KN and Desktop Search

Recently, we received a comment on the KN team blog asking about how the KN client analysis process relates to Windows Desktop Search and indicating concern about the performance implications of running both Desktop Search and KN analysis. Since these are questions we get frequently, rather than respond in the comments section, I’ve decided to tackle the answers here. Also, since this is my first blog entry, let me first introduce myself. I’m Glen Anderson, Group Program Manager for the KN team. I had a chance to meet some of you during my KN “Under the Hood” session at the SharePoint conference earlier this year and more of you will “see” me in an upcoming channel9 interview.

For those that want to cut to the chase, the simple answer is “with KN V1 there is no dependency between the KN analysis engine and the Windows Desktop Search indexing engine.” They are two different processes that can run in parallel. An important point here is that we strongly encourage you to run KN analysis only after the initial indexing of your desktop is complete. This applies to any Desktop Search indexing solution; Microsoft or otherwise. For KN V2 we will evaluate deeper integration between the KN mail synching component (this makes more sense after you read my longer answer below) and Desktop Search indexing.

The longer answer is more involved (as always). At the end of the day, although KN and Windows Desktop Search seem very similar on the surface, the requirements are quite different. The KN analysis process consists of four distinct steps from a logical perspective. (From a physical perspective we are still optimizing the KN algorithms for performance prior to final release.) These steps take place when you first run your KN client and on each subsequent “incremental” analysis:

1. Synchronization: Your KN client scans your emails from the folders you select. Keyword and contact data is captured locally per email.

2. Contact resolution: Your KN client compares each unique contact entry found in your email headers against your Outlook Address Book to determine whether the contact is internal to your organization, external, or unresolved.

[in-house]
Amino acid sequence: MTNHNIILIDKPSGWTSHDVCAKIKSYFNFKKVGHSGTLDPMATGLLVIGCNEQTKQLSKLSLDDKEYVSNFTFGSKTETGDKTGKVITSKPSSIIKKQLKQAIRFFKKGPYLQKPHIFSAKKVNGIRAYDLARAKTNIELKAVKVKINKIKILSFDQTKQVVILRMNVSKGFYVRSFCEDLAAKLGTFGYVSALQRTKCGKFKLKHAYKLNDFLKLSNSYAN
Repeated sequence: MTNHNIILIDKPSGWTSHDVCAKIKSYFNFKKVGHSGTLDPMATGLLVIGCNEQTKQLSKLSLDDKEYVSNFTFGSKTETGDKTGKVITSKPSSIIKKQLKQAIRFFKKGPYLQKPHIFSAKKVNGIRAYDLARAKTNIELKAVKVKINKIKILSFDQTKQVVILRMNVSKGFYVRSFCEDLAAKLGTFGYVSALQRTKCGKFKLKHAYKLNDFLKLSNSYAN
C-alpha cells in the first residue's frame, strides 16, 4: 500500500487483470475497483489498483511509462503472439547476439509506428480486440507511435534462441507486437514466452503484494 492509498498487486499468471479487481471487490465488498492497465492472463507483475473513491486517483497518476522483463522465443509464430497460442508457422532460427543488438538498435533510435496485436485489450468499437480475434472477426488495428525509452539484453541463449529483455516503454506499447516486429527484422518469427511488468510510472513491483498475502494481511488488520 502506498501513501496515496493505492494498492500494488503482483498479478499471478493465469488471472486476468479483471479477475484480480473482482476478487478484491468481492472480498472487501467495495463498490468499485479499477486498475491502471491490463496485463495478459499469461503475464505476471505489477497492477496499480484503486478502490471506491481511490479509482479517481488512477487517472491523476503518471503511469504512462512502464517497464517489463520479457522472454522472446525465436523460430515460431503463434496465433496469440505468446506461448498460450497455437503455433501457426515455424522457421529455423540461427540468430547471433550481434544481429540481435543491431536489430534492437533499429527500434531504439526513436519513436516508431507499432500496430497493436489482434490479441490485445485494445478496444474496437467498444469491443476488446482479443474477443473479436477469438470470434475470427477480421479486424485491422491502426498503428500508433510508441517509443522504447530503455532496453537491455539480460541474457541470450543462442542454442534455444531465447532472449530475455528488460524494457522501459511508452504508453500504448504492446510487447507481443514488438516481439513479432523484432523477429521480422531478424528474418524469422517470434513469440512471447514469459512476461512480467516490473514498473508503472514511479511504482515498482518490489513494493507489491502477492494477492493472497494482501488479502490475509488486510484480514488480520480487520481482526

3. Update: Your KN client calculates statistics across all the keyword and contact data captured in steps 1 and 2.

4. Recommendation: Your KN client “recommends” your profile to you including applying some of our "special sauce".

So to start with, you see that it is really only the "synchronization" step that is similar in nature to Desktop Search indexing. If you look at a level deeper and evaluate the form of data that is processed by KN, you can also see that the requirements are different even in the “synchronization” step. A search index typically is composed of individual “broken” keywords with links, positions, counts, etc. KN processes “unbroken” paragraphs from the email body for “noun phrase” extraction. Access to this unbroken information is not reliably available across all Desktop Search indexing solutions. KN would have to use MAPI to get the unbroken information anyway so each message would still be processed twice.

The performance characteristics of KN analysis and Desktop Search indexing are also quite different. The first time through, both systems need to process all the email data selected by the user. But that is where the similarity ends. WDS updates the index with new items based on notifications as they arrive. Users usually prefer that new items be available to Desktop Search as soon as possible. In contrast, incremental KN analysis does not need to be real time and is executed on a scheduled basis only (default is every 14 days). As a user, you usually don’t need to update your expertise profile or social network on an hourly or even daily basis. Your social network typically just doesn’t change significantly that often. So after the initial KN analysis, there is very little cause for concern about performance issues related to having both the KN client and a Desktop Search solution on your machine.For more information about Windows Desktop Search behavior see the Windows Desktop Search Administration Guide.

A final note on performance: our KN Dev team has already made great improvements in the performance of the KN analysis process in the last month or so, both in terms of the time to complete client analysis and in terms of disk I/Os generated. So those of you who have had the chance to get your hands on the KN beta client will see significant additional performance benefits by the time we complete the KN final release.